Conflicts in literature. They give our stories movement. Identifying examples for different types – man vs. man, self, nature, society, and the supernatural – is the focus of many class discussions.
You want to differentiate, and not only discuss a novel’s conflicts. Over the years, I’ve honed several conflict activities that are easy to implement, and switch around. Plus, they work well for review.
Here is a list of free, no (or little!) prep conflict activities. Some may fit better with novels and others better with short stories. Adapt as needed!
Here they are:
Sticky notes to the rescue.
Give every student one or two sticky notes. Have them write one conflict per note. Organize different sections around the room – man vs. man, society, and on – and have students file their sticky notes in the appropriate area.
Students can see what the most common conflict was – and what the most common type of conflict was. Organizing the conflicts will give students a visual, and you can ask them to explain why some readers see the same conflict, but put them in different categories. You can also analyze which category has the most – is this indicative of the story’s time period? the author’s life experiences?
Provide a ‘big picture.’
Choose one type of conflict to look at throughout history. (This works well for man vs. government). Students will throw down wars, prohibition, witch trials, voting rights, and segregation). Create a master list from students’ ideas.
Are any remnants of this history seen in the current story? Probably so. Turn that realization into a speech, paper, or additional research.
Brainstorm ideas about a particular conflict.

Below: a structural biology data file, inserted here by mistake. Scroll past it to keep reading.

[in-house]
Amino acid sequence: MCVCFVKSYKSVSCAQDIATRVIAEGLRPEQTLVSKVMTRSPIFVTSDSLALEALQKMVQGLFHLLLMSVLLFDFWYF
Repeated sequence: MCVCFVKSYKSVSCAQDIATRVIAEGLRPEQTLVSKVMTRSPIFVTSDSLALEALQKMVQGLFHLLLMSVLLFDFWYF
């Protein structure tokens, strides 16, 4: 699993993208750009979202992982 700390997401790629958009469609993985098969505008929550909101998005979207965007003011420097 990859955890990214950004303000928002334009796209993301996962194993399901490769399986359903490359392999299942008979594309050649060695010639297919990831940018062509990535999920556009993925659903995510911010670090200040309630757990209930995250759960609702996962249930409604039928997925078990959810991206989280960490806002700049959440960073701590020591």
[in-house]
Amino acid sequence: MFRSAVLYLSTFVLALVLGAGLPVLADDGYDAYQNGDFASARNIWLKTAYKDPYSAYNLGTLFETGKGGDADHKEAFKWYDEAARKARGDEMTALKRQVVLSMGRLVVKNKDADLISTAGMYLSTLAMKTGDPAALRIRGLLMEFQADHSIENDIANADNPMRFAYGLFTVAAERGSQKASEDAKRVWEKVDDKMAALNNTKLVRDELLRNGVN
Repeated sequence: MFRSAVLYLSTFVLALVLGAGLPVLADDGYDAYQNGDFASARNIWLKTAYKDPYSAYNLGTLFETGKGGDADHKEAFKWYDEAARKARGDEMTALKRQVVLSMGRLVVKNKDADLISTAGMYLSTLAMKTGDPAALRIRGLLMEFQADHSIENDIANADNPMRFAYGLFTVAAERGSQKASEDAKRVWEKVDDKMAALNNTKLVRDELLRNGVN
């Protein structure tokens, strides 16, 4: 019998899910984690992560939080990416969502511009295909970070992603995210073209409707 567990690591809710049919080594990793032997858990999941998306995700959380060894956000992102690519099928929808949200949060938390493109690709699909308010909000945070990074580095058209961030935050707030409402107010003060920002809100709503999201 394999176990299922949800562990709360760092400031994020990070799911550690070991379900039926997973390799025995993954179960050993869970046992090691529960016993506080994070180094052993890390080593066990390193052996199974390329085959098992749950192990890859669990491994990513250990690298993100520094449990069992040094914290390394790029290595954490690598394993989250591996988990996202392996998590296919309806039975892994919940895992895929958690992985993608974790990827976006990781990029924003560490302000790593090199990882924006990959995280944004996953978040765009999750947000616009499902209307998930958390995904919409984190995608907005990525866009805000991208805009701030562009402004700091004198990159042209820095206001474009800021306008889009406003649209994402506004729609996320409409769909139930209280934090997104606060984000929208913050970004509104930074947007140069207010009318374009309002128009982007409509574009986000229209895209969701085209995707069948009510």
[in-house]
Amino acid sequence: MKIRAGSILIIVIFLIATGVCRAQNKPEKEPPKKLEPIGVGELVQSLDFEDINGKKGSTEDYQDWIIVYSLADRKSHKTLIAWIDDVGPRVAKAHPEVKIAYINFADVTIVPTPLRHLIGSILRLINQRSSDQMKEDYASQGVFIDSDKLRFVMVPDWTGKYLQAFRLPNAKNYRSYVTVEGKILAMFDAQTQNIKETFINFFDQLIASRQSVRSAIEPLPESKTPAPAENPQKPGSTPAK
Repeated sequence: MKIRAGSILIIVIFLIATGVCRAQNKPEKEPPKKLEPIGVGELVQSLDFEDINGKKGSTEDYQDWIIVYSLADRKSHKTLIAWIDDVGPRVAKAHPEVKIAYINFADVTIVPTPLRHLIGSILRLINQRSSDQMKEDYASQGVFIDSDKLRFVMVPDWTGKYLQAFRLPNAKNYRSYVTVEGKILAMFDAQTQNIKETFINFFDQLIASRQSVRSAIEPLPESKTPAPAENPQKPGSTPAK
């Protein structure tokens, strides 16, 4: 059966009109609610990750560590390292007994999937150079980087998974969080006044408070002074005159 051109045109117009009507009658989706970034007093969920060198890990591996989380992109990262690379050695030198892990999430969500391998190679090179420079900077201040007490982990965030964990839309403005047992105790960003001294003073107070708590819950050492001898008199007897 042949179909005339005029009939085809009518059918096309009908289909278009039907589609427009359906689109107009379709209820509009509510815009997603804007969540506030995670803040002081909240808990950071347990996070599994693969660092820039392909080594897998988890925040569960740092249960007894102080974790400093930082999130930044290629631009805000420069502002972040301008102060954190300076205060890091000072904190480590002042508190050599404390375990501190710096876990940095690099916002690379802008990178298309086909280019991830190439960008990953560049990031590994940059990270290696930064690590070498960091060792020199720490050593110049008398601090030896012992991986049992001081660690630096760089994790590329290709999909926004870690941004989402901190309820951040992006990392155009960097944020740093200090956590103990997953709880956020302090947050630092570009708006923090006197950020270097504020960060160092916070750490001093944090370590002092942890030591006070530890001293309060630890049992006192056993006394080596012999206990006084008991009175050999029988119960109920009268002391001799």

Choose a conflict, or have students pick a conflict for further study. Have students decide which character (or force) from the story is ‘correct.’
Look at dissenting sides together – possibly moving students on different sides of the room. Then ask students to write about the opposite of the ‘correct’ character they originally chose. (Bonus: discuss empathy).
Not a conflict? Are you sure?
Reread earlier portions of the story, not only to review, but to find seemingly innocuous events between characters and forces that we now know have conflicts. Read these events with a fresh set of eyes.
This works well with longer novels or plays. When students first read a story, they naturally don’t catch details that add to conflicts.
Take A Separate Peace for example. When readers first meet Phineas and Gene, they might not notice the subtle expressions from Gene. This initial stage of their conflict leads to the story’s climax and ultimately Gene’s realization that there never was an enemy. Students will see that the conflict was always there, before they knew it was.
Exclude a conflict.
List conflicts in the story. What happens if a conflict were to disappear – big or small. How would the story change? Would readers understand a character less? Would the story be less interesting? Was the conflict unnecessary? (Are you sure?) Could it have been more interesting? Involved another character? Connected to the theme?
By asking these questions after taking a conflict away, students will realize how that conflict shaped other pieces of the story and moved the story along. And if it didn’t – well, that is a huge activity on its own.
Conflict activities may need specifically tailored for individual stories, and I hope these give you a starting point. For when you need a quick activity to study a novel or short story’s conflicts, I hope this list gets you started.